By Solange De Santis
Religion News Service
NEW YORK (RNS) A new Broadway play that has been nominated for a couple of Tony awards features a character that might seem rarer than a unicorn: a gay evangelical.
"Next Fall," by Geoffrey Nauffts, has already won the Outer Critics Circle Award for Best New American Play on Broadway, and is up for Best Play and Best Director at the Tony Awards, to be broadcast on Sunday (June 13.)
The production is particularly timely, given the conflicts taking place within many denominations about the place of gay Christians and whether the Bible condemns homosexuality.
(Another Broadway show with faith themes that is up for a couple of Tonys is "Everyday Rapture," in which actress Sherie Rene Scott, torn between Jesus and Judy Garland, travels a musical journey from "Mennonite to Manhattanite.")
The title "Next Fall," which has the ring of Genesis about it, refers in the play to when evangelical character Luke (played by Patrick Heusinger), plans to reveal to his parents he's gay.
But as the play opens it looks like he might not get the chance.
He's been in a severe automobile accident and is comatose in a hospital. His partner of four years, Adam (Patrick Breen), paces the waiting room, along with two friends and Luke's divorced parents.
Nauffts alternates scenes between the hospital and flashbacks to Luke and Adam's relationship to tell a faith story of subtle ambiguity.
Adam, a classic urban neurotic with no faith, first realizes his partner holds beliefs he might not share when Luke does something weird before eating: pray.
"Is that an everyday occurrence?" Adam wants to know. He asks whether Luke is really gay, since all the Christians he knows consider homosexuality a sin.
Luke, a Southern boy, who seems to have found a serene way to accept both himself and his faith, cheerfully answers, "We're all sinners. This one happens to be mine."
Since he has accepted Christ as his savior, he explains, he will go to heaven despite his sins. Adam wonders if killers, such as those who murdered gay victim Matthew Shepard, would go to heaven if they had accepted Christ, while Shepard, who was not a Christian, would not.
"Can we change the subject?" Luke responds.
As the play develops, it becomes apparent that Luke is more conflicted than he wishes to admit. When his father, Butch, (Cotter Smith) phones to say he'll be dropping by, Luke rushes around trying to "de-gay" the apartment, hiding the Truman Capote biography, erotic photographs, and Adam, who he asks to disappear.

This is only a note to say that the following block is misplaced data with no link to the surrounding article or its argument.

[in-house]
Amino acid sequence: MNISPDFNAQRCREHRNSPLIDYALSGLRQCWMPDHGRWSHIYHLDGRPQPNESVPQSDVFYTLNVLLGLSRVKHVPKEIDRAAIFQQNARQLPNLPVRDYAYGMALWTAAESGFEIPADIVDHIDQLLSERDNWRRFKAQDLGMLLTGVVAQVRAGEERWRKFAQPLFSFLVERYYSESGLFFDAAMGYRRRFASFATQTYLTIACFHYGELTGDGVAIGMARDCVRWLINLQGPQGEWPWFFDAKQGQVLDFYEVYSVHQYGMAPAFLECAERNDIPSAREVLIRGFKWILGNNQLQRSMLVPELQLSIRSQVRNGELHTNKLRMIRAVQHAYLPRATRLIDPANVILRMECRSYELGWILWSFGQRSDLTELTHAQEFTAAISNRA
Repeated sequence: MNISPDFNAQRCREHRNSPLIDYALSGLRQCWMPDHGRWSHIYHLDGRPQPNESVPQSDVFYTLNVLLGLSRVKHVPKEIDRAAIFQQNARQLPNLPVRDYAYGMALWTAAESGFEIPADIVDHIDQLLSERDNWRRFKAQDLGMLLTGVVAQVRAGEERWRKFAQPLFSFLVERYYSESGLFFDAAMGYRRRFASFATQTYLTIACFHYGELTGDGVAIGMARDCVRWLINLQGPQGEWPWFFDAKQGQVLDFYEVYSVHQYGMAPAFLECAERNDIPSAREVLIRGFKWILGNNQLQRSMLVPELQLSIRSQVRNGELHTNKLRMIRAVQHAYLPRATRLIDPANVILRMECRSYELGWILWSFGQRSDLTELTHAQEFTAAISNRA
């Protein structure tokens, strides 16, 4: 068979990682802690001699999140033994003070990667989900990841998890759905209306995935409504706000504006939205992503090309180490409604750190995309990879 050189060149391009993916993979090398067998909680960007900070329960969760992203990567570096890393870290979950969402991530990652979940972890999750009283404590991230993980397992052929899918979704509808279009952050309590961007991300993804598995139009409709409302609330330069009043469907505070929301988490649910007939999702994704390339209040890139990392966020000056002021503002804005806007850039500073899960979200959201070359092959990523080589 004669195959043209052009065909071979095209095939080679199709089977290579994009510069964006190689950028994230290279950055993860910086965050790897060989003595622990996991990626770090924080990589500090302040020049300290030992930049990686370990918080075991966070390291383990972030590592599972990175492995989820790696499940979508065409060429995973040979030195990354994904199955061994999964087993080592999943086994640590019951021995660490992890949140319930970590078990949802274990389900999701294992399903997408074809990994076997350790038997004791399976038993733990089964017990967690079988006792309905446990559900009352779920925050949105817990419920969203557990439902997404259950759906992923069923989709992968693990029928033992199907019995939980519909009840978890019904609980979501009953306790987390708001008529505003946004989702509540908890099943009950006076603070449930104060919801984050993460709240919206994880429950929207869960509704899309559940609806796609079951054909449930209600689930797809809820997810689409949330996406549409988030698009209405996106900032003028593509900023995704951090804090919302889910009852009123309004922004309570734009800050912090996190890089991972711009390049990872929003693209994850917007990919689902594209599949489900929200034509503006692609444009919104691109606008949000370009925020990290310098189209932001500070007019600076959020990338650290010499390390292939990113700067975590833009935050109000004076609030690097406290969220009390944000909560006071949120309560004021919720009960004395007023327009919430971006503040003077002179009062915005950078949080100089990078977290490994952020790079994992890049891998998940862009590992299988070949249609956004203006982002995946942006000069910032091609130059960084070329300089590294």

Their relationship is either an unlikely pairing, or a testament to the enduring mysteries of love. Adam hangs in there despite what he sees as Luke's quirks: "He's afraid I'll die before I accept Christ and we won't be in the afterlife together."
Perhaps their union isn't so far-fetched. Among Internet postings in response to the play, one man writing on The New York Times' website as Brian, from Philadelphia, said he has "endured" his partner's "ingrained, intractable Catholicism," and even attended Mass with him.
"It is because I love this guy that I allow him to be what he apparently needs to be," he wrote.
What lifts the play above the level of polemic is that none of the characters are caricatures, and the acting and directing are poignant, such as when Luke asks Adam, "Is it so wrong that I want you to go to heaven?"
Luke is clearly liberal: he approves of abortion rights and embryonic stem cell research--areas where he would differ from many evangelicals. His father, Butch (the character names are a bit obvious), takes a more conservative view--marked in the play by his distrust in Darwin's theory of evolution.
But Butch and one of Luke's friends, Brandon (Sean Dugan), who is even more deeply conflicted about homosexuality and Christianity, are not written or played as monsters.
At the play's conclusion, after a crisis at the hospital concerning Luke, Adam says, "finally, I believed."
He may be referring to his relationship with his partner or to religious faith. He follows by telling another character, "My name is Adam," an intriguing reference to the first man of the Bible and a sense of renewed life.
Is his new life enriched by faith or blessedly free of it? "Next Fall," like life, doesn't provide easy answers.